Intervals were longer than they seem in retrospect: I could not physically and mentally maintain that kind of intellectual unproductivity, because the more I discovered, the less I slept, and the more I fantasized. My fantasies here filled whole blocks of time, turning inside out to lapses, merging upon the borderline of sleep when, just having closed my eyes, I had gotten so agile in practice that I was able to physically place myself in any world or surrounding I wished, before I either concentrated too hard and woke up, or drifted off to deeper sleep. Any incident or nuance that I saw around me entailed an innumerable series of outcomes, each of which I constructed with meticulous detail. Likewise an Italian girl in black pigtails at that cozy, run-down-antique coffee house on Avenue A, who looked like a personage I had read about somewhere, in my world would have pulled out a picture of myself from her wallet, claiming wistfully that she knew such a man somewhere in Montenegro. She would have described my own character in detail, to my disbelief and astonishment; she would have commented on my familiar dark hair. They would be almost like the lapse I had with Sergei, which was itself borne out of such a fantasy.

But my preoccupation was constructing alternate realities. I reconstructed walks down a street I believed to have never seen in my life, but was nonetheless unable to get rid of the certainty that it existed. I traced the contours of the holes in the side of its tratoir, decided whether it was autumn or winter and subsequently populated it with pinecones or dirty frozen-over puddles that smelled like benzene and the subway. I imagined taking tea with persons I thought I knew but could not place or prove, remember or invent the temperature of the tea held in my hand, refilling itself automatically before the ruby liquid reached the bottom of a granular glass in a silver holder, rattling in the shack of someone else's Siberian novel. Sometimes forgetting I would be transferred there too, wooden table with torn cloth, boiled tea in a glass without a holder and an iced over window, and I managed to extrapolate upon the glass to that setting, just as in every novel there is a portal into any other novel- thus the bum waiting for Nabokov's main character in Despair is Vladimir in Waiting for Godot. At any rate, that was how I managed to travel in my fantasies, not sure whether what I was reliving in painful detail was something I had actually seen or creatively invented. They were too detailed to be able to tell: sometimes the smell of a soggy Washington Square Park hotdog crystallized other elements around itself and turned into a Syrian gyro in old Constantinople, somehow having retained its name and below a minaret housing one solitary house I had seen in Prague but whose windows I had never accessed, below a theatre whose representation of Kafka was no longer a play but another reflection of another room I had been in or slept in.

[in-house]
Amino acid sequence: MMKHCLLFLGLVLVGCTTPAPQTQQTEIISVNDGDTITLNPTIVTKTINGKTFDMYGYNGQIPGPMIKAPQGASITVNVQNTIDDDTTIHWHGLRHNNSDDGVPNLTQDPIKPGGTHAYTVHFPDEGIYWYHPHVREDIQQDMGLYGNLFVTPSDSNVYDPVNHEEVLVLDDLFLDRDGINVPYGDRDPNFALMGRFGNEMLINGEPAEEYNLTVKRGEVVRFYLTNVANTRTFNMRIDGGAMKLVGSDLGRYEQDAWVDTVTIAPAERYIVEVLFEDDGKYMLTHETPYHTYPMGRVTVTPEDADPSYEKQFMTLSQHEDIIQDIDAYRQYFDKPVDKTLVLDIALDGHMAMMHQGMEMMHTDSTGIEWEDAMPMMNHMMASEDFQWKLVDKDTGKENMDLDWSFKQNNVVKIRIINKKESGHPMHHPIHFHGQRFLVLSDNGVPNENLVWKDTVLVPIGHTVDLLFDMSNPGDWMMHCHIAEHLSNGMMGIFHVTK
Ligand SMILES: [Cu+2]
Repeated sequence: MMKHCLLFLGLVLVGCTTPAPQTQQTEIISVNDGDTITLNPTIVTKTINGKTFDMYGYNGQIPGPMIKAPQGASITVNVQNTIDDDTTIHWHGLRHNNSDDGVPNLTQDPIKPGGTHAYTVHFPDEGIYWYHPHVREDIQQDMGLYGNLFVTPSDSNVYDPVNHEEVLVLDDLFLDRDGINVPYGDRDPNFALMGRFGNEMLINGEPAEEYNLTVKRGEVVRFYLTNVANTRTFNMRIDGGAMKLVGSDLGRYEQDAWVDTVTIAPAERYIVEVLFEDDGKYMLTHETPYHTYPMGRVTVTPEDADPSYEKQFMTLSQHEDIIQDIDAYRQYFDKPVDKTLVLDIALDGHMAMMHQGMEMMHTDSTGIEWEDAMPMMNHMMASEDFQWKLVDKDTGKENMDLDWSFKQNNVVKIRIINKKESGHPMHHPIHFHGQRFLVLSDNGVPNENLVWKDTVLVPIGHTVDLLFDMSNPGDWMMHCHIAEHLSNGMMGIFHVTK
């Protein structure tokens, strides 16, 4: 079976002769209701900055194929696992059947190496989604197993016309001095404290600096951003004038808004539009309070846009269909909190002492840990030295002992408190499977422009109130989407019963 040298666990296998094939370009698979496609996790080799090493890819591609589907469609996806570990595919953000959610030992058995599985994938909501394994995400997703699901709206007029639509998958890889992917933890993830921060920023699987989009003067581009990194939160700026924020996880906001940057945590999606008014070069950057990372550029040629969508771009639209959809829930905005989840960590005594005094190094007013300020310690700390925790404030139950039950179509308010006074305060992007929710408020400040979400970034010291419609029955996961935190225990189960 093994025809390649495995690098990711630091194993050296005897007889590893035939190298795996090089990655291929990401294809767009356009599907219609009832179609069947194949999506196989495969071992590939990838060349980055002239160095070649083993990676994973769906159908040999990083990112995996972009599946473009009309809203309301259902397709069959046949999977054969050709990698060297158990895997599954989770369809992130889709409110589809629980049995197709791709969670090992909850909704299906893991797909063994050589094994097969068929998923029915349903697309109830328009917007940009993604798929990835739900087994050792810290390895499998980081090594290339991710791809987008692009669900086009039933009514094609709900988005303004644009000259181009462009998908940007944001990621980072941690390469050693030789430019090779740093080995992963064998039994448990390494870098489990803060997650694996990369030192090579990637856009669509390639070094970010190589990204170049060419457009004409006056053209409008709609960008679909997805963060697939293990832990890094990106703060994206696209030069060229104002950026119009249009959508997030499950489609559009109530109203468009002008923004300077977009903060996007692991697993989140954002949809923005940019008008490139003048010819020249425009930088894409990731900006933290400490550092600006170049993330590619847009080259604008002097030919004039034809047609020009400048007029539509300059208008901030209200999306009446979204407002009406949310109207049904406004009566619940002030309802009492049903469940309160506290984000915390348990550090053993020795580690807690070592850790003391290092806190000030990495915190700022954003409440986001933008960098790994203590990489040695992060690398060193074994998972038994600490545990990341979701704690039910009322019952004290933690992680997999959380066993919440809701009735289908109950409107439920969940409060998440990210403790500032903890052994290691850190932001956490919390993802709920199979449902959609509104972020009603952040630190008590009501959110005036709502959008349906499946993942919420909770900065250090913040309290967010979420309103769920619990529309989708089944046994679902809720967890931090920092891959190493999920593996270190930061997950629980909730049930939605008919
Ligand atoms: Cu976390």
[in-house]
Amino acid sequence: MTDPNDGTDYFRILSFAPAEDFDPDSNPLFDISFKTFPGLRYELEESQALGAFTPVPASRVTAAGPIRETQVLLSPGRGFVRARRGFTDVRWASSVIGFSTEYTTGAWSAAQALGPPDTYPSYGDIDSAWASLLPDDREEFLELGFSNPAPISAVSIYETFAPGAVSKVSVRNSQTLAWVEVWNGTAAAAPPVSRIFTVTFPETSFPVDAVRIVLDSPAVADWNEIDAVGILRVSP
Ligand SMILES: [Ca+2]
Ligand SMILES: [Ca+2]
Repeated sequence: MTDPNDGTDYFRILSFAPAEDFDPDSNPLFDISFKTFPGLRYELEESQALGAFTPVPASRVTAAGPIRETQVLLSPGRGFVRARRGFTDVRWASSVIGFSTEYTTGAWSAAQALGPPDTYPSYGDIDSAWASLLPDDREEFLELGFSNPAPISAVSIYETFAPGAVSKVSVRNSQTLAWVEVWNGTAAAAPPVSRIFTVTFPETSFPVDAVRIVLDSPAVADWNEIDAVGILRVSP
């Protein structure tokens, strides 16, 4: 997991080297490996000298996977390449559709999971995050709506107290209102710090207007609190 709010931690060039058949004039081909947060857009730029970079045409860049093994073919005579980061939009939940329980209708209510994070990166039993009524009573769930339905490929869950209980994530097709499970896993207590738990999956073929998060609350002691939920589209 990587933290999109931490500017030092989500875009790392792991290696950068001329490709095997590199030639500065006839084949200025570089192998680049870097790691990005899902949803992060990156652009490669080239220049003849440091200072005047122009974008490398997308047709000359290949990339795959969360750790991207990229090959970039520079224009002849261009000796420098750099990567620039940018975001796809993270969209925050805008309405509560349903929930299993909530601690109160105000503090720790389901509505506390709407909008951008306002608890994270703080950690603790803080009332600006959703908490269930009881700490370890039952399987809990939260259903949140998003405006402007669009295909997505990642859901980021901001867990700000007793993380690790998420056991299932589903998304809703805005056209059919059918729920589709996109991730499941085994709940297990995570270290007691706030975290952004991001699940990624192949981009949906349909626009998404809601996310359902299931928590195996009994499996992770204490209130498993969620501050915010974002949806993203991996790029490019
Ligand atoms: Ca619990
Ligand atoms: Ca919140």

I was constantly building other worlds. When programming, something I specifically enjoyed at work, I built whole atmospheres structured around rules I juxtaposed from other memories that never happened. Worlds evolved based on living territories that were placed underground, with windows facing the sky, and transport passing through pipes winding sewer-like through the ground, instead of roads. That, for a long time, was my alter image of Los Angeles, and sometimes, working late into the night elaborating this set up and the rules of movement that it implied, I was unable to believe that this was not LA, that it was in any way dissimilar, because the logic I was dealing with, especially a static material of time which I had made quantitative so that any paradox was true and no longer a logical paradox, but a physical one, did not permit me to consider one world as real and the other fictitious.

Other times I imagined and abstract future and had problems reconciling myself to the material of real time, when lost in the yellow glow of another kitchen in the cold and the snow, I would be walking down a real street and so immersed in the image of a window I had seen a few blocks back and therefore already altered to fit my context, I would miss my own street and walk forward, noticing my lapse already three streets down.